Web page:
"So then He has mercy on whom He desires, and He hardens whom He desires" (NASB). It is God who shows mercy; it is God who hardens the heart (the verb means "to make hard or dry"). The same sun that melts the butter also hardens the clay. "He who is pardoned cannot say it was because he was better than others; while he who is condemned must acknowledge that he receives nothing more than the just recompense of his sins" (Hodge). Those who are lost have only themselves to blame; those who are saved have only God to thank. Man gets all the blame (and he deserves it); God gets all the credit (and He deserves it!). God gets all the glory (1 Cor. 1:29-31)!
As we think about Gods dealing with Pharaoh, we need to keep several things in mind:
1) God was not unfair with Pharaoh because there is never any unrighteousness with
God (Rom. 9:14);
2) God hardened Pharaohs heart (Exodus 4:21; 9:12; Rom. 9:17-18);
3) Pharaoh hardened his own heart repeatedly (Exodus 8:32);
4) God was extremely longsuffering with Pharaoh (Rom. 9:22). Pharaoh repeatedly said "NO" to God but God waited and gave him additional opportunities (if you or I had been God we would have probably destroyed this man much sooner!);
5) God was glorified in this man (Exodus 9:16; 14:4).
Paul anticipates another objection: "Why then does God still find fault and blame us? For who can resist and withstand His will?" (Amplified) If God hardens us then why does He blame us for being hard? "Resist" = oppose, stand against. We can imagine Pharaoh saying, "How can God blame me? Im just doing Gods will and Im bringing glory to God."
It is interesting that Paul does not really answer the objection but instead he shows what our true heart attitude should be before the Lord. In Romans chapter 9 Paul is dealing with doctrines that are very difficult to understand (Gods purpose according to election-v.11; Gods sovereign bestowal of mercy-v.15-16; God showing mercy on some and hardening others-v.18, etc.). There is only one way to understand these things. We must assume our proper place before God (compare Exodus 34:8--Moses bowed his head and worshipped). We must realize who we are. We are not only frail creatures of the dust, but we are fallen, depraved creatures as well. Only as we humble ourselves and bow our head before our Maker will we be ready to learn of Gods sovereign dealing with sinful men who deserve nothing but Gods wrath and judgment.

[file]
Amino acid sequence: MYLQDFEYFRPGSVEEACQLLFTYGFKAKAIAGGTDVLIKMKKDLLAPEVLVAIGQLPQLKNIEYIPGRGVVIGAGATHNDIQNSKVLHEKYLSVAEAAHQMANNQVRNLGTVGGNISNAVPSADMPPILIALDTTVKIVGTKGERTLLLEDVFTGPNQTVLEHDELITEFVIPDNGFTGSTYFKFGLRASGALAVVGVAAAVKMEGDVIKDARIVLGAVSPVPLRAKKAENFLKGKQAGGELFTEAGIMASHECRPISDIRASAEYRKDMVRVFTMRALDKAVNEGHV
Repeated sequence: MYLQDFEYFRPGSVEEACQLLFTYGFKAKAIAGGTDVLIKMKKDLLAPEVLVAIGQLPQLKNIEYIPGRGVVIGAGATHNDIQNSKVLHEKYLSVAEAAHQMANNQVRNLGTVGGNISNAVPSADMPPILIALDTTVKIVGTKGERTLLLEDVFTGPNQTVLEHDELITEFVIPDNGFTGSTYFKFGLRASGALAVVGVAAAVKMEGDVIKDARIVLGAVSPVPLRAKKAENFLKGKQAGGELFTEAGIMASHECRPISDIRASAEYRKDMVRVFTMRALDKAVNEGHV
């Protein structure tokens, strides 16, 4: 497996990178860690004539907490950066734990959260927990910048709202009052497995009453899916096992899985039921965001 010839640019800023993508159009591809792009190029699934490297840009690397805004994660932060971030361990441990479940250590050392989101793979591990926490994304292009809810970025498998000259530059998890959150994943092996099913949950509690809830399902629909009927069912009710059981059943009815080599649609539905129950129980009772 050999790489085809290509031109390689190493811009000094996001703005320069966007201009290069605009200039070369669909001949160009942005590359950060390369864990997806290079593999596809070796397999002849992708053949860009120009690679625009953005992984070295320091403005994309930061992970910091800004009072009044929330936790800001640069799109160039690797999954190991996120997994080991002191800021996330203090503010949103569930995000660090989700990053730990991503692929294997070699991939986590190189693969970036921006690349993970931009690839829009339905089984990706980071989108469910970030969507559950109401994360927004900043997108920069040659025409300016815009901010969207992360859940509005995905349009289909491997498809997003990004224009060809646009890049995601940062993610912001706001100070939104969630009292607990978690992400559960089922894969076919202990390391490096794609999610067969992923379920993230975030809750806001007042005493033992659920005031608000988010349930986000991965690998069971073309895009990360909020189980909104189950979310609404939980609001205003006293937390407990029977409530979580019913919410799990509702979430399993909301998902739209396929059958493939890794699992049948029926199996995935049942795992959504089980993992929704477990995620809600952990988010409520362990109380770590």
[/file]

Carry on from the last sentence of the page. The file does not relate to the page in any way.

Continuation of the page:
What right does man have to reply against God? Does man know more than his Maker? Is the creature wiser than the Creator? Who are we to question the rightness of what God does? Who are we to cast doubt upon His fairness? The potter has every right to take a lump of clay and make it into whatever vessel he chooses and the vessel has no right to utter forth an objection.
See Isaiah 29:16 where the prophet shows how absurd it is for the piece of pottery to deny that he has been made ("He made me not") or to foolishly say that the potter has no understanding ("He knows nothing"--NIV). See Isaiah 45:9 where the prophet shows how foolish it would be for a piece of pottery to strive or quarrel with his maker. Compare Jeremiah 18:1-6.
"Power"=authority, right. The question expects an affirmative answer. YES, God does have every right to make one vessel unto honour and another unto dishonour. "Lump"=the dough-like mixture from which the potter forms his wares. "Clay" = refers to sinful, fallen humanity (God does not make a man a sinner). As Alva McClain has said,
Paul is not talking about the creation of man. God created man good, holy, and righteous, but the clay that the apostle is talking about here is sinful clay. Out of that clay every man stands alike. Every man is a sinner, every man deserves judgment. God has a right to pick out one man from that mass and have mercy upon him.